The Legend of Zelda: Tears of the Kingdom Ultimate Buyer’s Guide

The Legend of Zelda: Tears of the Kingdom Ultimate Buyer’s Guide

At the start of the Nintendo Switch’s life, we were treated to what is widely considered to be one of the best, if not the best, game ever created: The Legend of Zelda: Breath of the Wild. After years of waiting, as we approach the end of the Switch’s life, we’re getting a follow-up: The Legend of Zelda: Tears of the Kingdom. It’s set in the same Hyrule, kind of. It stars the same main characters… probably. There’s still a lot we don’t know!

Basically, all we know for sure is you can fuse items together to build things. Is your spear not long enough? Fuse it to a stick. Boom. Stickspear. I’m sold. Well, to be fair, I actually preordered it years ago without knowing much more than “it exists, it’s a Breath of the Wild follow-up, therefore I need it.”

If you’re interested in preordering Tears of the Kingdom, there’s no shortage of places to do so. Some retailers are tossing in cute little extras to entice you to plop down your money with them. For example, Best Buy will toss in a free art print (a $9.99 value!) while GameStop is offering a wooden plaque. I guess they’re hoping freebies will take a little away from the sting of a $70 Nintendo Switch game, the first-ever at that price point.

 

Preorder The Legend of Zelda: Tears of the Kingdom

If you can’t wait until May to get a little bit of Tears of the Kingdom in your life, you can get yourself a Nintendo Switch OLED Legend of Zelda: Tears of the Kingdom Special Edition console. The Joy-con and dock are adorned with designs evocative of the game‘s aesthetic, and honestly it’s one of the best special-edition Switch consoles of all time, at least in my opinion.

It’s very easy to get your hands on one of these consoles, as all major retailers have them in stock and available for preorder ahead of their April 28 release. If you’re still using your day-1 Nintendo Switch, it might be worth an upgrade. The OLED screen makes a huge difference in hand-held mode, with bright, vibrant colors that just pop so hard. If you’re a collector, I don’t know why you’re reading this, because you already preordered one.

There’s also the Tear of the Kingdom special edition Nintendo Switch Pro Controller, which is impossible to get. It sold out very quickly, and hasn’t come back into stock yet. Will it? Maybe. It’s kind of hard to say. Nintendo is nothing if not unpredictable when it comes to how they handle their special edition hardware. You can still get a special edition Animal Crossing Switch, for example, but good luck finding a much-less attractive Let’s Go Pokemon Switch.

Nintendo is nothing if not unpredictable when it comes to how they handle their special edition hardware.


You also probably won’t be finding the Tears of the Kingdom Collector’s Edition in stock any time soon, or at all. But again, Nintendo! They might have tens of thousands of them ready to deploy, or they might not. It’s like gambling, basically. If you do manage to score one, you get the game, a steelbook cover, a set of pins, an art book and a Tears of the Kingdom poster. It’s pretty sweet. Not sure if it’s $129.99 sweet, but I managed to secure one anyway. For research purposes, obviously.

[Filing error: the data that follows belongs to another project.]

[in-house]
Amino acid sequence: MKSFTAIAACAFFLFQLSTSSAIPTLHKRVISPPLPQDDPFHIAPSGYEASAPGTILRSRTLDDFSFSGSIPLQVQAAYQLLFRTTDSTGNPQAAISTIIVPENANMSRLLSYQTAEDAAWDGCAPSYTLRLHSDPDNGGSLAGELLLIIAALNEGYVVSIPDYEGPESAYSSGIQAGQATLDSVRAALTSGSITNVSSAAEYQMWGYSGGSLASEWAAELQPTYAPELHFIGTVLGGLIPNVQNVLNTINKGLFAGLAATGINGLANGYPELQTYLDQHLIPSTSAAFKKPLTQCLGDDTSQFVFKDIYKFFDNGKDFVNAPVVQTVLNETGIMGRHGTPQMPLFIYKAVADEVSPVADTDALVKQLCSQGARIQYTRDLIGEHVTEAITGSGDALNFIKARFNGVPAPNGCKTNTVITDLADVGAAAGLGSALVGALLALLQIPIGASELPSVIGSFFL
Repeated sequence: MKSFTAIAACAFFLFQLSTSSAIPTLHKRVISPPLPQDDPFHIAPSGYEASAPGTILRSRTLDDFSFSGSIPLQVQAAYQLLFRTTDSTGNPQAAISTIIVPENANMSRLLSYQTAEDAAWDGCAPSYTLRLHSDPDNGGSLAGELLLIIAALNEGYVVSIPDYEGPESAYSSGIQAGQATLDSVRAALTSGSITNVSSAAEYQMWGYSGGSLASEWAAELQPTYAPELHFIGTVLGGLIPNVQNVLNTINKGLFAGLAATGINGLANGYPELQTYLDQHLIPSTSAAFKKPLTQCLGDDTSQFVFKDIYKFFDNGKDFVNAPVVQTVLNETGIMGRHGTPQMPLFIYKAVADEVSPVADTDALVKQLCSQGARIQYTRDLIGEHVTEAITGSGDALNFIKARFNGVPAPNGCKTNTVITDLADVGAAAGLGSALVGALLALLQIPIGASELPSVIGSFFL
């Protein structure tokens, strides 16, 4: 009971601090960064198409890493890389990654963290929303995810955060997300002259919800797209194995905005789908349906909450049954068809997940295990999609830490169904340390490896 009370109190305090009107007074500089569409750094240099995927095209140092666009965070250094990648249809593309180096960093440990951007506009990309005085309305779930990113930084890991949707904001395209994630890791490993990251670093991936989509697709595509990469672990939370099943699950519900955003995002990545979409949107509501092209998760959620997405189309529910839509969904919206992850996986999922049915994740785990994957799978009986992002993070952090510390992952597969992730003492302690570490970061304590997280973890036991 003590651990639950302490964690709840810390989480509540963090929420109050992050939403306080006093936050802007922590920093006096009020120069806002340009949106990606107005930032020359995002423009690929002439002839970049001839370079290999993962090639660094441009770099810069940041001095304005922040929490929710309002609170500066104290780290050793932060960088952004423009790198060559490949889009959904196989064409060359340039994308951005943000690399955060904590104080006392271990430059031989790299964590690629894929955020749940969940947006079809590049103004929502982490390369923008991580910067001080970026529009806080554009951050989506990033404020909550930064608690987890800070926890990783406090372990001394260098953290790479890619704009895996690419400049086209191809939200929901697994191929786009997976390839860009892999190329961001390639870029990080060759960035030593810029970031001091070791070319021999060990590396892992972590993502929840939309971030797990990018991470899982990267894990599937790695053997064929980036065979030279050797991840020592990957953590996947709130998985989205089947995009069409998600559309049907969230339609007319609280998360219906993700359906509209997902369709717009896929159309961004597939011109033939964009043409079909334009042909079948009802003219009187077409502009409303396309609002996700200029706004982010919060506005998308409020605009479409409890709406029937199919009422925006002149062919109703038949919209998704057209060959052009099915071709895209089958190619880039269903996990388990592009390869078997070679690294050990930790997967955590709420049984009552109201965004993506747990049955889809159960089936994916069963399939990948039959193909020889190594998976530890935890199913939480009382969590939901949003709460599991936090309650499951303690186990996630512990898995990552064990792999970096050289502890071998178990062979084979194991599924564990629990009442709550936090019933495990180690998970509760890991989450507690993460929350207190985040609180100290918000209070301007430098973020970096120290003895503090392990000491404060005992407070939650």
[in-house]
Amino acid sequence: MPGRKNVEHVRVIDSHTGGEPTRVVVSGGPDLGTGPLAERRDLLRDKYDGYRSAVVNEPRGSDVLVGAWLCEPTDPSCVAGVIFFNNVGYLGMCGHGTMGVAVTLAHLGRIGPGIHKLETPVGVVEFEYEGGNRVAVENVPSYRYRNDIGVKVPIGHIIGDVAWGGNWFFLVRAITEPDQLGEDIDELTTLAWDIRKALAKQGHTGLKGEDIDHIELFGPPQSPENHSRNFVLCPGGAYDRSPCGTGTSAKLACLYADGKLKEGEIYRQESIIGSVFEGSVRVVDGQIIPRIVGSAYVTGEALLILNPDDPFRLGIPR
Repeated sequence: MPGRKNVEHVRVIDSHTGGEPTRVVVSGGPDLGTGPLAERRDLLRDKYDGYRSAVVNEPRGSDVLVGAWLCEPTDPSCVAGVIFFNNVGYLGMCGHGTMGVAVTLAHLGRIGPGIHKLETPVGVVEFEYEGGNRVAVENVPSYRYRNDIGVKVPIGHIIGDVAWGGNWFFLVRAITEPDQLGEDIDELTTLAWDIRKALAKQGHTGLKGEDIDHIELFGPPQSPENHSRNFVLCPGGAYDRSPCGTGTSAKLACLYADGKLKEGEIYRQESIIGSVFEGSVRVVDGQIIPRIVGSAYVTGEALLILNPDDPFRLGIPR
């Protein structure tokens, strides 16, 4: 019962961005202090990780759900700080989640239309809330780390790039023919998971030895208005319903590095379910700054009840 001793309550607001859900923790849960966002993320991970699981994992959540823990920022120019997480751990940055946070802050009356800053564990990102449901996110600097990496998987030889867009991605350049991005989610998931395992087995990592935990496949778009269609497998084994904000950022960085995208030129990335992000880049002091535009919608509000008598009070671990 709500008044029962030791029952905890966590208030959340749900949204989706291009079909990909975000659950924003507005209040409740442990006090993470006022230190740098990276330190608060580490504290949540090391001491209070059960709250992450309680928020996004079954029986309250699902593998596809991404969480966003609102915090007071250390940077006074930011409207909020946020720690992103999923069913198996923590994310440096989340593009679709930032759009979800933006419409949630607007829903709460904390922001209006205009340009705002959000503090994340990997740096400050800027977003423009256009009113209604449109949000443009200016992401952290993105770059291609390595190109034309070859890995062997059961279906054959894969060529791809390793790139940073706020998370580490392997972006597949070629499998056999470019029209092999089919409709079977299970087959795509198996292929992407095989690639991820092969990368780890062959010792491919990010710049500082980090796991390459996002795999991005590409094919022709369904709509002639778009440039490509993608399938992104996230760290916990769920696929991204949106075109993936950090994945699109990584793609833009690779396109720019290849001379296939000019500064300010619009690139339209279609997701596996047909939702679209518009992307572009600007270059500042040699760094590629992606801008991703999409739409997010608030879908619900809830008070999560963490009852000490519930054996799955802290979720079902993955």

Also, you can now preorder the Tears of the Kingdom Link amiibo for your collection. Hopefully the new game will have improved amiibo integration over its predecessor. The original was great, don’t get me wrong, but I crave more. The downside for me is any improvements could end up making me regret selling my Wolf Link amiibo.

 

Preorder the Tears of the Kingdom OLED Switch

If you’re looking to show off your Legend of Zelda fandom, we have a ton of Zelda apparel and collectibles at the IGN Store, and it covers the entire series, from the OG on the NES all the way up to Breath of the Wild. So whether or not you’re a Toon Link or crave a more ultra-realistic version, there’s something for you to enjoy.

For bucking up on your Zelda knowledge, Dark Horse has an excellent series of books: Hyrule Historia, Art & Artifacts, and The Legend of Zelda Encyclopedia. Hyrule Historia introduces a timeline for the series, and while I personally think it’s kind of silly, a lot of people get really mad at me when I question its validity.

The three-book set is definitely worth getting, but any one of them is a great standalone Zelda experience. I’m particularly fond of Art & Artifacts, because I just like looking at super-detailed illustrations of the Master Sword. But I’m also not normal.

Viz Media handles publishing of the many Legend of Zelda manga adaptations, and you can buy them one at a time or in various boxed sets. They’re quite lovely. You should check them out.

Viz Media

The Legend of Zelda Complete Box Set

Contains volumes 1-10 of the original manga, translated into English and contained in a single boxed set.

There’s also a spectacular Link to the Past manga collection, also by Viz Media, written and illustrated by Shotaro Ishinomori. It collects the comics that originally ran in the early 1990s in Nintendo Power, and as someone who was both alive and a loyal Nintendo Power reader, I read and reread those particular issues until they were tattered. Having them all in one book is both convenient and delightful. Highly recommended.

The Legend of Zelda: Tears of the Kingdom arrives May 12, which isn’t very far away, but also seems like an insurmountable amount of time to wait for what will probably be the best game ever created. I’m very optimistic, if it weren’t obvious already. Hopefully you can snag some of the cooler items in the meantime, and if not, you can find something to fill the Legend of Zelda-shaped hole in your heart.

 

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